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Spring 2010 Wildflower Trip Chronicles
by David Senesac    page 4 of 7

Spring 2010 Wildflower Trip Chronicles contents
Spring 2010 Wildflower Road 3
Spring 2010 Wildflower Road 5

Central Coast Range
March 14 thru April 10

Fresno County Sierra foothills


On a Friday afternoon from my job with my Subaru full of usual gear, I drove out on my first road trip of the year in at times heavy rain towards the Fresno County foothills. The central Sierra had received above normal rains during the winter. My expectations for wildflowers were low as the season was still rather early, so my effort was mainly explorational. On Saturday March 13, early in the morning did a quick survey of conditions at San Joaquin River Gorge Management Area a BLM area. However wildflowers were at an early stage and areas near the trailhead had too many cattle grazing those open lands. I drove south to the Pine Flat Reservoir area where a decent bloom of usual spring wildflowers was occurring in the large serpentine areas. The hill's flowers were however deep within already tall wild oats and other non-native grasses. Some hills did have impressive coverings of popcorn flower. However weather was a bit post storm breezy so I didn't linger long.

central Coast Range badlands


Late in the afternoon, I drove back west across the valley and into the Coast Range where I located some nice areas on obscure BLM and state lands I'd researched. Weary of all the driving and not confident I would find productive subjects in this last area, I drove home. However at dawn Sunday morning March 14, after a good dinner and long night of sleep, I regretted that decision and with gear still in my car drove all the way back south. That turned out to be a productive decision as I found some nice areas of California poppies and birds-eye gilia, gilia tricolor, on the state lands, with one of the G10 close-ups above left and this 4x5 landscape,    10-F-9.jpg   .

lower Kern and Tulare rivers


For the following weekend with a load of my BLM Surface Management maps that show where public lands are located, I made a long drive down to some Kern River foothill areas I had not yet explored. On Saturday morning March 20 was disappointed as little was publicly accessible and some dirt roads I'd hoped to drive were locked by gates. I drove back north and explored Tulare River areas along SR198 into Sequoia National Park but didn't linger there either as possibilities for wildflower landscapes are limited. Instead I drove further north to my last Sierra area where poppies covered some hillside areas but all were in fenced and posted private cattle grazing ranch lands. An area I am investigating contacting at least one ranch about access to during a future spring. So late in the afternoon once again drove back west to the Coast Range area I'd visited the previous week arriving after dark and hoping more species had risen up and some of the wildflowers had peaked.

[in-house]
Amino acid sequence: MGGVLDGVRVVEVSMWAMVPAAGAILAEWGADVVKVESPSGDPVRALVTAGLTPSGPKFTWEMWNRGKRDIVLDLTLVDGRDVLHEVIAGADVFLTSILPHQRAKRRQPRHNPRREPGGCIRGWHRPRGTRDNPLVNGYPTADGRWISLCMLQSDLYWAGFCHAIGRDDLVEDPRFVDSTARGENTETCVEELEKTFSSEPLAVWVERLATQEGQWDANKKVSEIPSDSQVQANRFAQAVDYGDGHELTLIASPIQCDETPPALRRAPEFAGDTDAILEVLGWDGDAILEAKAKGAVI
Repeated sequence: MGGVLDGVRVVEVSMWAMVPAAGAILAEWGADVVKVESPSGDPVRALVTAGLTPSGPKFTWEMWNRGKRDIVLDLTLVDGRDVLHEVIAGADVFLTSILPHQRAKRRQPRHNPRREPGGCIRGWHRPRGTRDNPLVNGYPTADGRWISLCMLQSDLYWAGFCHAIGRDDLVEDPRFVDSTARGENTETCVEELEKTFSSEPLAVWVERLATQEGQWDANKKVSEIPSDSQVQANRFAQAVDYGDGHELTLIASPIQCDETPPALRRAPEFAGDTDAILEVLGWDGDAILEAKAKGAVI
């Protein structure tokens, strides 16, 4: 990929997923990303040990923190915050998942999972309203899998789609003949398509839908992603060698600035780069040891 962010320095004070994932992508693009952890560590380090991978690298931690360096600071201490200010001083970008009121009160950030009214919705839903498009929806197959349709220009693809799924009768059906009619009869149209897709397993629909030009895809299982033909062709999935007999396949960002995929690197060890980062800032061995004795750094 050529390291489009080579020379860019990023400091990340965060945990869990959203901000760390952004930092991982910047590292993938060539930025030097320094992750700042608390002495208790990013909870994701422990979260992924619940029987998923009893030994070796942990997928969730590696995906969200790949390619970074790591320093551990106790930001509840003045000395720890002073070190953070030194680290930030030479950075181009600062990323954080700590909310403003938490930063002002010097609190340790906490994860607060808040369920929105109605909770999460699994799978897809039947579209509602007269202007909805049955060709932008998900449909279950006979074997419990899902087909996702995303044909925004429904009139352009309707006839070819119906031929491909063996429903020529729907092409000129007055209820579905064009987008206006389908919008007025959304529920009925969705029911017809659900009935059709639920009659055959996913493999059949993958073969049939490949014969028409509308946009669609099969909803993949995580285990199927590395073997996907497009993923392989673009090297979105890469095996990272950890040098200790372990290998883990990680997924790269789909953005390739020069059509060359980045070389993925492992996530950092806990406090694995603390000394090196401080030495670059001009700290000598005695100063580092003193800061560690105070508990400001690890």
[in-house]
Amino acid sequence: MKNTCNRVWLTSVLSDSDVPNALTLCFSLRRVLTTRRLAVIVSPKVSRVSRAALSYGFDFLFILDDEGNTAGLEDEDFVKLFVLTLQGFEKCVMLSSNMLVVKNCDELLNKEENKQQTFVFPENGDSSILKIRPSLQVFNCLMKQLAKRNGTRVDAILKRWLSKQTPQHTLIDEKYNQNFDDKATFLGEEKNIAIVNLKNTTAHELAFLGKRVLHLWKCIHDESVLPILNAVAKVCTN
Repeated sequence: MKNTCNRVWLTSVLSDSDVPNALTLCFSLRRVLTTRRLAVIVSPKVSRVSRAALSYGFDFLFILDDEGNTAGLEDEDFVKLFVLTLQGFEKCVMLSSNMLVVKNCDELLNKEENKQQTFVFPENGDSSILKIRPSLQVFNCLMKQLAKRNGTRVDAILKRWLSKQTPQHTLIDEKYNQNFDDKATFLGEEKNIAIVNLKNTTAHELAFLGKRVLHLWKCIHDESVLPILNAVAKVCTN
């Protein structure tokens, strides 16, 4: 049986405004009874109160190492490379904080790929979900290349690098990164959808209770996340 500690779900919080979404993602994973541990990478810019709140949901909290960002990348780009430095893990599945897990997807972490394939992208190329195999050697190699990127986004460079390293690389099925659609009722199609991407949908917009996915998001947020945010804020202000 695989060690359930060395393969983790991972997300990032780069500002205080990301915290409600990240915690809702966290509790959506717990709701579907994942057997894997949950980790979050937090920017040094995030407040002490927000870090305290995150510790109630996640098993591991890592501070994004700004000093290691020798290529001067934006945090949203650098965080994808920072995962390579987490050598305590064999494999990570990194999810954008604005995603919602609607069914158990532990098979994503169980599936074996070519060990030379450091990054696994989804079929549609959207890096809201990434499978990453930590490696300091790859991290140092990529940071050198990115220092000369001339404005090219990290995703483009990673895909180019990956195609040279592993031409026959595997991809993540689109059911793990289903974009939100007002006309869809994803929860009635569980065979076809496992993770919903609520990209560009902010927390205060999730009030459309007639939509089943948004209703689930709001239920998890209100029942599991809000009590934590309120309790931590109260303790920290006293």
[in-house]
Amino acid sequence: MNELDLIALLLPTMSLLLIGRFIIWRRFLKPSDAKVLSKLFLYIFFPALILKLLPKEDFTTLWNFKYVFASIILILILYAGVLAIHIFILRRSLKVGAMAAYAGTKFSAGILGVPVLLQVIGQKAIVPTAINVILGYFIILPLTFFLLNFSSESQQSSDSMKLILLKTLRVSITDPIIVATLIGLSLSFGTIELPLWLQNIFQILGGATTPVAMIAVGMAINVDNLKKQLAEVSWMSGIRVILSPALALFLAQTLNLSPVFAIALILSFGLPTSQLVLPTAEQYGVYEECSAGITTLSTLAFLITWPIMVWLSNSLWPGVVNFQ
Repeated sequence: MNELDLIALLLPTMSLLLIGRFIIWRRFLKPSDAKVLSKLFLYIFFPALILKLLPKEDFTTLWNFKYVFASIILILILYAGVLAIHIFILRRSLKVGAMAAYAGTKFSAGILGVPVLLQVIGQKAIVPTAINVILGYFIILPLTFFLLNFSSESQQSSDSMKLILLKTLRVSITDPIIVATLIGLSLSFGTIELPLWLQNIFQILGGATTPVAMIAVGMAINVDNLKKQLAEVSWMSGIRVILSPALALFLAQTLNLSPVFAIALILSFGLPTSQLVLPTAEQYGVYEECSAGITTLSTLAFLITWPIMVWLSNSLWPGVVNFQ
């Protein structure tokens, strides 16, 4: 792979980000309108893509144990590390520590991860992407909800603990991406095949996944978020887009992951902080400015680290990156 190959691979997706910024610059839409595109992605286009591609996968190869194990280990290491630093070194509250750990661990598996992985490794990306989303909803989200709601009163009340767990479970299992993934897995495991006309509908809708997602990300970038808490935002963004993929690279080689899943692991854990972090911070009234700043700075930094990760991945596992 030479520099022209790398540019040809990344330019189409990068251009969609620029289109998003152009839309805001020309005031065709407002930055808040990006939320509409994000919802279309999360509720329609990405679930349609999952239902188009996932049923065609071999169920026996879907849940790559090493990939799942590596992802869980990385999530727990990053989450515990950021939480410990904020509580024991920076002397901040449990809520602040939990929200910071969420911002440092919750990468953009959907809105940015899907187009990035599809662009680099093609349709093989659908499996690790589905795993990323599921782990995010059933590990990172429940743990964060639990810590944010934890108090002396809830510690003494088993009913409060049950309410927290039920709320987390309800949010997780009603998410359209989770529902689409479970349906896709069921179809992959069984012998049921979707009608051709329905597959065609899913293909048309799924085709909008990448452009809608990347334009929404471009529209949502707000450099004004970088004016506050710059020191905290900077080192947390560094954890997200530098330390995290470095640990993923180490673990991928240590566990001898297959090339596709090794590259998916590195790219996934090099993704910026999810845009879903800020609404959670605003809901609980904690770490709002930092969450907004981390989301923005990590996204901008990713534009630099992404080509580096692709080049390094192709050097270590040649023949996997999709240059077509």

return to central Coast Range badlands


On Sunday March 21 I awoke at dawn and quickly did a tour of prospective areas I'd first checked the previous Sunday. On a subsequent mile hike I found a beautiful gully with several species of wildflowers including California poppies, arroyo lupine, lupinus succulentus, cryptantha, goldfields, lasthenia chrysotoma, tansy phacelia, phacelia tanacetifolia, yellow pincushion, chaenactis glabriuscula, and birds-eye gilia. Goldfields and gilia closeup at left. I set up and exposed a few sheets of Provia with side backlit lighting. Thin high clouds caused good diffuse light in the otherwise hazy blue sky. The image at page top, 10-G-4.jpg, is one of my best poppy shots ever. It includes cryptantha and arroyo lupine within a matrix of vibrant greens. The image above left shows goldfields about saltbrush, a distinctive Fremont cottonwood, populus fremontii, and badlands hills. On the way home near sunset, I worked a dense Coast Indian paintbrush, castilleja affinis, plant on a steep crumbling road cut, that took a long time to capture due to a pesky breeze, displayed below left.

Carrizo Plain National Monument


Subu packed with gear, I left work late Friday afternoon and leisurely drove south on US101 towards Carrizo Plain National Monument, arriving later that evening. Well I parked on an abandoned unused dirt road at a very familiar spot north of the monument. Temperature was quite cool in the upper 30F's, so was likely to be quite frosty early in the morning. On clear nights at this time of year with radiation cooling, lower areas of the plain basin are often frosty that is further enhanced due to gravity driven cool air sumping. I was glad to be comfortably sleeping inside my vehicle instead of hassling with dealing with the heavy dew likely to accumulate on any smooth my sleeping bag outside in the open beside my car. Note the most popular public camp at the monument, Selby Camp, is well above the plain and such moisture. As usual on that vast plain the night was very pleasantly quiet as a slight sumping night breeze flowed south.

As dawn rose over the Temblor Range on Saturday March 27, I was quick to get moving despite the very frosty blanket of white covering everything outside. Had to get outside of course to scrape ice off my windows while my engine slowly warmed the inside air and defroster blew. I drove south on Soda Lake Road entering the monument, then at Simmler Road turned east and drove the short distance to where I could look down on the usual large plain of coreopsis towards Old Potato Lake. Indeed it was a field of yellow and the plants looked in better condition than I expected. The area was obviously not as spectacular as in 2003, 2005, or 2006. However in the distance to the east, despite being dim and backlit, I could see color in the Temblor Range that looked more promising. I turned around and continued south to the Selby Camp turnoff where I rumbled up the dusty dirt road passed dense fields of goldfields and tidy tips that were impressive as the first sunlight began creeping down from the Caliente Range hills onto that plain. Generally it would be a sunny day with drifting high thin clouds and very hazy air that muted definition at distance.